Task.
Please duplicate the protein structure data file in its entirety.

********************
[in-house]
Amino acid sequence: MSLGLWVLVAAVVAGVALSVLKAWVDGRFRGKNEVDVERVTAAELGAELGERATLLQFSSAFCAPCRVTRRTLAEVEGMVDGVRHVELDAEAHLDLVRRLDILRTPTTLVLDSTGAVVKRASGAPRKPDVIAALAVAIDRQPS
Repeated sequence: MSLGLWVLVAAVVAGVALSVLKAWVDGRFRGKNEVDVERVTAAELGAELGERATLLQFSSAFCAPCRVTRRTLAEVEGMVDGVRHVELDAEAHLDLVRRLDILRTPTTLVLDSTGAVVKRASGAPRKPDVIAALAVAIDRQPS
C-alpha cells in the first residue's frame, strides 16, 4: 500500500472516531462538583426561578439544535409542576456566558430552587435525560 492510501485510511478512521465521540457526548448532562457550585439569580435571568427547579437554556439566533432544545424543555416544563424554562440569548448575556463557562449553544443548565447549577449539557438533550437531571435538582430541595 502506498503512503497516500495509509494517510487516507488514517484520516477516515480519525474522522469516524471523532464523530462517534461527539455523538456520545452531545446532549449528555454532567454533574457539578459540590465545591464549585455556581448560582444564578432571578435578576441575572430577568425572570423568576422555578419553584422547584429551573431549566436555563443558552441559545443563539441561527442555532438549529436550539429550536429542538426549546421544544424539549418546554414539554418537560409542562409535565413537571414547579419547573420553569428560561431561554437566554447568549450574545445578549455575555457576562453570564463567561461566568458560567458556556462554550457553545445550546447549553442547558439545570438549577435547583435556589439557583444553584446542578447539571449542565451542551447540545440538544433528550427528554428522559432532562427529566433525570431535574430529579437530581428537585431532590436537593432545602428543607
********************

[in-house]
Amino acid sequence: MSLGLWVLVAAVVAGVALSVLKAWVDGRFRGKNEVDVERVTAAELGAELGERATLLQFSSAFCAPCRVTRRTLAEVEGMVDGVRHVELDAEAHLDLVRRLDILRTPTTLVLDSTGAVVKRASGAPRKPDVIAALAVAIDRQPS
Repeated sequence: MSLGLWVLVAAVVAGVALSVLKAWVDGRFRGKNEVDVERVTAAELGAELGERATLLQFSSAFCAPCRVTRRTLAEVEGMVDGVRHVELDAEAHLDLVRRLDILRTPTTLVLDSTGAVVKRASGAPRKPDVIAALAVAIDRQPS
C-alpha cells in the first residue's frame, strides 16, 4: 500500500472516531462538583426561578439544535409542576456566558430552587435525560 492510501485510511478512521465521540457526548448532562457550585439569580435571568427547579437554556439566533432544545424543555416544563424554562440569548448575556463557562449553544443548565447549577449539557438533550437531571435538582430541595 502506498503512503497516500495509509494517510487516507488514517484520516477516515480519525474522522469516524471523532464523530462517534461527539455523538456520545452531545446532549449528555454532567454533574457539578459540590465545591464549585455556581448560582444564578432571578435578576441575572430577568425572570423568576422555578419553584422547584429551573431549566436555563443558552441559545443563539441561527442555532438549529436550539429550536429542538426549546421544544424539549418546554414539554418537560409542562409535565413537571414547579419547573420553569428560561431561554437566554447568549450574545445578549455575555457576562453570564463567561461566568458560567458556556462554550457553545445550546447549553442547558439545570438549577435547583435556589439557583444553584446542578447539571449542565451542551447540545440538544433528550427528554428522559432532562427529566433525570431535574430529579437530581428537585431532590436537593432545602428543607